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A few days into our rainforest journey, our Sápara shaman Manari talks to us about the two bodies we have—the spiritual and the material. He tells us that everything manifests first in the spiritual realm, then in the material.
As a healer I understand this. I work on both levels, and try to help my clients understand the ongoing impact of unresolved spiritual and emotional issues on everything from our life path to our physical health.
But that’s not where Manari is going with this conversation.
In order to manage the mind, he says, we need to have five thoughts, not 10,000 or 20,000 thoughts.
That stops us in our tracks. How can we possibly narrow it down to five thoughts?
“If you have too many thoughts, you don’t have a content heart.
“If you have too many thoughts, you cannot align body and spirit.
“If you have too many thoughts, you will be dispersed,” Manari tells us.
“Being dispersed” gets our attention. We all know we’re distracted by our devices and our lives are too busy. Some of us admit to over-dependence and addiction to mobiles and full schedules.
But only five thoughts?
I think about my life. I’ve got more than five projects, and way more thoughts than five! What would I give up?
In this world we have flown into—using small planes to enter a roadless area of the Amazon basin—we are staying with the Sápara people in the Pastaza River drainage of Ecuador. There is no oil drilling or mining here yet, no polluted waters; the forest is pristine.
We walk, or travel in dugout canoes. We sleep on open platforms with thatched roofs. We swim in the river every morning. We hike in the mud (it rains daily) to primary forest and waterfalls.
Life is simple for us. The community is preparing our food and giving us healings daily. Our task is to be present, focus on our intent for various ceremonies, pay attention to our dreams, and take it all in.
But, despite the beauty, life is not simple for them. The Sápara have invited us into their world so we can know what is at stake.
When the Ecuadorian government auctions “blocks” for oil and mineral exploration, then tribal culture, language, ceremony, life ways, and healing plant knowledge are at stake. This tribe’s existence (less than 1000 members, and only five fluent language speakers remaining) is at stake. None of this will survive extraction, roads, or resettlement.
When we visit the community chakra (farming area), where boys are shimmying up trees and everyone’s fingers are stained purple with a ripe wild fruit, we hear how the manioc (main crop) tubers are smaller now, and often rot or dry up due to climate change. We watch the manual labor involved in hoeing, planting, harvesting. Theirs is a hard life. Theirs is a threatened life.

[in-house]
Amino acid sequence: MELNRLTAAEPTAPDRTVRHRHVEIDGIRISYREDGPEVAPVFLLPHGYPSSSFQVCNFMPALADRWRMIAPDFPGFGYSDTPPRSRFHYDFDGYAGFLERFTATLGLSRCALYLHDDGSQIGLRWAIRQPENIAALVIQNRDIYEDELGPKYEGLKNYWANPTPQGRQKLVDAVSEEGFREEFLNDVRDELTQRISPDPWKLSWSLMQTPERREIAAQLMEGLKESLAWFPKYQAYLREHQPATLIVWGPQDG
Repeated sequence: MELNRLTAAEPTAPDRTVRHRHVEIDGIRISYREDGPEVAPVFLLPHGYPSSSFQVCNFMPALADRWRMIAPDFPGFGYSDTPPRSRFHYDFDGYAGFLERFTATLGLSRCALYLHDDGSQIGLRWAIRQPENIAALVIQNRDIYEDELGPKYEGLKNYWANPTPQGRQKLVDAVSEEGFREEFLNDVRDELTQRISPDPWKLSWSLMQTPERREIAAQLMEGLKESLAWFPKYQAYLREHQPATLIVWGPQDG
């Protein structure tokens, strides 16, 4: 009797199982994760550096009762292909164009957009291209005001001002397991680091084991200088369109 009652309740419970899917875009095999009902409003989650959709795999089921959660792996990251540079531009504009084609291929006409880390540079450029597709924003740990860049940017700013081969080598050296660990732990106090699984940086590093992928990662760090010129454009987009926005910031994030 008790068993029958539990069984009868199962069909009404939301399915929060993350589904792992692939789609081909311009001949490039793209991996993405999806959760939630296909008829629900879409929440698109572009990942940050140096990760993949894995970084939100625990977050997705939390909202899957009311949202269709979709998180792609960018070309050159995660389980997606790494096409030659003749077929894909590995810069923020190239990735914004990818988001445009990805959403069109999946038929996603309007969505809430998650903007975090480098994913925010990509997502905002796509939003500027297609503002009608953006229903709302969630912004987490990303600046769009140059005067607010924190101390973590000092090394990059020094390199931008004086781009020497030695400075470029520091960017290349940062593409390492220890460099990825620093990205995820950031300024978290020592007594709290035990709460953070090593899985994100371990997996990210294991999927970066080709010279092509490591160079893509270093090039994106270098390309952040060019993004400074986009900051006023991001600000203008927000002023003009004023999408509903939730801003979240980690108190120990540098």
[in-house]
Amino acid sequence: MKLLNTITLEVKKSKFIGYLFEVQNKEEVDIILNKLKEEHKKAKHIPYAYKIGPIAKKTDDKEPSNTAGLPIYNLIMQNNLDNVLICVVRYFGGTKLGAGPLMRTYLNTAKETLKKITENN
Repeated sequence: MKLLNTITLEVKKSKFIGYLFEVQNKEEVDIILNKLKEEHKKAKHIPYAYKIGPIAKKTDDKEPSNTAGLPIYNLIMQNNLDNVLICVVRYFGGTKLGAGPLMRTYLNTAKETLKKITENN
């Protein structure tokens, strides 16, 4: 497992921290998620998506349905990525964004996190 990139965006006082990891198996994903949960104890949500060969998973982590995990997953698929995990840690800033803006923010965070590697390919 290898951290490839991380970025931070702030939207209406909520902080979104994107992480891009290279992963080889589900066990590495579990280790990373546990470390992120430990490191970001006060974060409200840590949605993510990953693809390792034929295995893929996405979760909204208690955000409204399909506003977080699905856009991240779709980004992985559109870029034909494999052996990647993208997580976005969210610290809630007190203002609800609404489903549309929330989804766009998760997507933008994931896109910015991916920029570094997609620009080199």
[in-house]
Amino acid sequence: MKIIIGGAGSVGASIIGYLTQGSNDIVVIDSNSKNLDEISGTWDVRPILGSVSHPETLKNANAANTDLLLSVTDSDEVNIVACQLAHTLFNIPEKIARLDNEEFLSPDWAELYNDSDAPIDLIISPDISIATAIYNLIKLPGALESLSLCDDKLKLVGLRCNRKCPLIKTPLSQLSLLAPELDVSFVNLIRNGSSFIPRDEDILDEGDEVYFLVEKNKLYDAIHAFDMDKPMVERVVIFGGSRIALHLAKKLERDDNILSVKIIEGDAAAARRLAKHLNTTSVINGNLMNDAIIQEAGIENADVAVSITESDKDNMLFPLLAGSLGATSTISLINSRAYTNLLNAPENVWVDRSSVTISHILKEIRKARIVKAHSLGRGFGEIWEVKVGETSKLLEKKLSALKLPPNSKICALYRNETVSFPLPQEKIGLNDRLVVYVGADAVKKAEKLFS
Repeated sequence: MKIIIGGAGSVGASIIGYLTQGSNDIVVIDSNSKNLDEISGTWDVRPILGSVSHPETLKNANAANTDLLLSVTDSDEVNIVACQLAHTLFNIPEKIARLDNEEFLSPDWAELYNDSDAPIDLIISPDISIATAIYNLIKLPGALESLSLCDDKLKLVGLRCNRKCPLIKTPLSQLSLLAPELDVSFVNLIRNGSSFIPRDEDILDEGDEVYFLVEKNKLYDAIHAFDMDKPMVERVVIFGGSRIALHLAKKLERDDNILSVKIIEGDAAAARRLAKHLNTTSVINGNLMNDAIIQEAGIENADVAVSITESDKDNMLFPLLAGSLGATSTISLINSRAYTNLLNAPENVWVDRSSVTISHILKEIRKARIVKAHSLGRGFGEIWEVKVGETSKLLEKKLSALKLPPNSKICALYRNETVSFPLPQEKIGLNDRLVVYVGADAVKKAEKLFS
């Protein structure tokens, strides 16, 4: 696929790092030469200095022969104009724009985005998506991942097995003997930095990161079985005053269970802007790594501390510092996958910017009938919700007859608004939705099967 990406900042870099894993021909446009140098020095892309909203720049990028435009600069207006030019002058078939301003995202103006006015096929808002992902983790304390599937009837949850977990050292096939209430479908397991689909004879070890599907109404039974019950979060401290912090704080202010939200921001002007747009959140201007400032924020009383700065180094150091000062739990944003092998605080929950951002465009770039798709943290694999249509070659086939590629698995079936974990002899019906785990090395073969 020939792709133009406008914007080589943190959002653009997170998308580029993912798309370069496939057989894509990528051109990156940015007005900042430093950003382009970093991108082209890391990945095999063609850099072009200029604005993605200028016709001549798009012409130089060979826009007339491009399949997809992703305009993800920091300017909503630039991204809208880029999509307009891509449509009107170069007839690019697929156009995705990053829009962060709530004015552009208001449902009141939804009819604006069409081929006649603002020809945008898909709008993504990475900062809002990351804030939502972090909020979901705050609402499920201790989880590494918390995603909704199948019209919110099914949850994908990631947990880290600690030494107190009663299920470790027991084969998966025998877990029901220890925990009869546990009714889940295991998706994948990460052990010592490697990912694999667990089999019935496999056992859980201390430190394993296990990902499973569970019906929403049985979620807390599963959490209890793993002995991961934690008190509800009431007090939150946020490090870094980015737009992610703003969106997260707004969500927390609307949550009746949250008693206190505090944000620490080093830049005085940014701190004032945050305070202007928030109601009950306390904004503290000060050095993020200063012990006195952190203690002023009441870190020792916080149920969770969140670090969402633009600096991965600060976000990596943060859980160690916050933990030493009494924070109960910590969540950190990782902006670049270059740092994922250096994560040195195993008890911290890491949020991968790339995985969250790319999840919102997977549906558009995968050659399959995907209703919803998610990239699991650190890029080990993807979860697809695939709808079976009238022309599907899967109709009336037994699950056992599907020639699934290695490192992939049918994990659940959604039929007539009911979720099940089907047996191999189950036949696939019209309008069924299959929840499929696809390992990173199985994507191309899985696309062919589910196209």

What Manari is getting at is the focus we choose in our lives.
“When you return, look at things spiritually, not the material aspects. Find the beautiful parts, focus on art and beauty to protect yourselves from negativity.”
He tells us that the indigenous way is not to curse or confront, but to create a new reality in a creative way.
The Sápara and Achuar (whom we also visit) create a different reality by inviting outsiders into their communities, sharing ceremony, helping us experience their world so we can be inspired to help protect it.
Example: I think of the First Nations people holding vigil, doing ceremony, bearing witness with dignity: beautiful non-violent direct action at Standing Rock and in Western Canada to halt the Kinder Morgan Trans Mountain tar sands project (successful: the Canadian government finally just pulled out!).
Example: “a day full of art and beauty and celebration, the way demonstrations should be,” as my friend Christina described the 9/18 Climate March in San Francisco.
Example: the practice of Transfiguration, which some of you know from Medicine for the Earth, where you become your essence, and vision the world you want to create from that place of divine perfection.
There are so many wonderful, creative, beautiful ways to inhabit the earth. These are ways where we see ourselves as part of the earth, not separate. I see that Manari is suggesting, with our “five thoughts,” that we focus on the beauty and joy rather than drowning ourselves in worry and fear.
Remembering the beauty gives you power.
“Beauty survives in the worst desolation” I was told in a vision quest many years ago. Remembering the beauty has guided me out of despair and back into creativity and hope many times. May it be so for all of us.
Meg Beeler—Author, Shamanic Guide, and Spiritual Mentor—helps you heal your spirit and find your luminous presence through mentoring, training, healing, and community ceremony. A lifelong explorer of shamanic, animist, and meditative consciousness, Meg is the creator of Energy AlchemyTM, founder of the Earth Caretakers Wisdom School, and author of Weave the Heart of the Universe into Your Life: Aligning with Cosmic Energy. She works with clients worldwide and lives on Sonoma Mountain in the San Francisco Bay Area. www.megbeeler.com
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